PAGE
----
“We have always been in the business of making a more perfect union, and we are going to be about that now,” Pence said during the event.
Joe Biden says he opposes the growing movement to defund police departments. But President Trump is still using it as a rallying cry against the Democratic nominee.
But the White House meeting with state attorneys general, police union representatives and local sheriffs also underscored the delicate line Pence must straddle as he attempts to inject a more conciliatory tone into the administration’s response to anti-racism protests without revealing a dissonance with Trump’s “law and order” positioning.
“This situation is no different from an ordinary day for Mike Pence,” said a former senior administration official, noting the vice president has often embodied the role of presidential translator — ranging from his involvement in diplomatic kerfuffles, where he’s been dispatched to reassure allies or spin away the president’s problematic comments, to his interjection at a news conference last Friday, where Trump was supposed to take a victory lap following the better-than-expected May jobs report.
“Today is a great day for America. The American comeback begins today,” Pence had said, jumping in after his boss spent nearly an hour riffing on an assortment of topics, including his eyebrow-raising assertion that George Floyd was having “a great day.”
In a listening session with business owners and black pastors following the news conference on Friday, Pence offered a refined version of Trump’s Rose Garden message that economic stability is the end-all solution to racial injustice. The vice president sat quietly as one participant critiqued the president’s tone and another demanded more training for law enforcement to prevent police officers from using excessive or deadly force.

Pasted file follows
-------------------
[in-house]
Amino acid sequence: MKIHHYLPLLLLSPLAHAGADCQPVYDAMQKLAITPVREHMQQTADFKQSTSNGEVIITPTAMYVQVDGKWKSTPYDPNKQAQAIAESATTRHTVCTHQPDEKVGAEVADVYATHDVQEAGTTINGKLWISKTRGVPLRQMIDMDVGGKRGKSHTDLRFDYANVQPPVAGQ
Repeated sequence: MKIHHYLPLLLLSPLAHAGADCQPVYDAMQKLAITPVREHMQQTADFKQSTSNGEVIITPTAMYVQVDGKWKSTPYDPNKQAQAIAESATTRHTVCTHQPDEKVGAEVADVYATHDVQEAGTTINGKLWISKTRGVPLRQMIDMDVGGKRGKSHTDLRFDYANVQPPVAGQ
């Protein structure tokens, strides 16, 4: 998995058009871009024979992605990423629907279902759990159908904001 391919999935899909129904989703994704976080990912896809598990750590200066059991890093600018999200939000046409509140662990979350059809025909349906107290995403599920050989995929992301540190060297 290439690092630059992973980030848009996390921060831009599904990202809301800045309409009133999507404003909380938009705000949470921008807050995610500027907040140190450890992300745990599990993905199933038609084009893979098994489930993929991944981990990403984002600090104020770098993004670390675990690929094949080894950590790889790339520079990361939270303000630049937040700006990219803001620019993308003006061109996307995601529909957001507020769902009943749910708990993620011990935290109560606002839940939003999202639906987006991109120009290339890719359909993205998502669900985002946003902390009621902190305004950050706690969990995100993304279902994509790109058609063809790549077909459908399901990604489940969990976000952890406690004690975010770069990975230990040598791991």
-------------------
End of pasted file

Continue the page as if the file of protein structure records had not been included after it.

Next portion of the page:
At one point, Pence acknowledged that the economy alone cannot deliver racial justice: “It will not be enough for us to just heal our economy. We’ve got to heal that which divides.”
Pence allies said one of his defining characteristics — something that sets him apart from his defiant boss and could benefit the administration in this historic moment of social unrest — is his ability to adapt to the times and modify his posture as needed.
One African American pastor who worked closely with Pence during his time as Indiana governor said he disagreed with his previous dismissal about systemic racism in law enforcement, but would feel comfortable having a frank discussion with the vice president about race relations because he’s “always been very open to conversations.”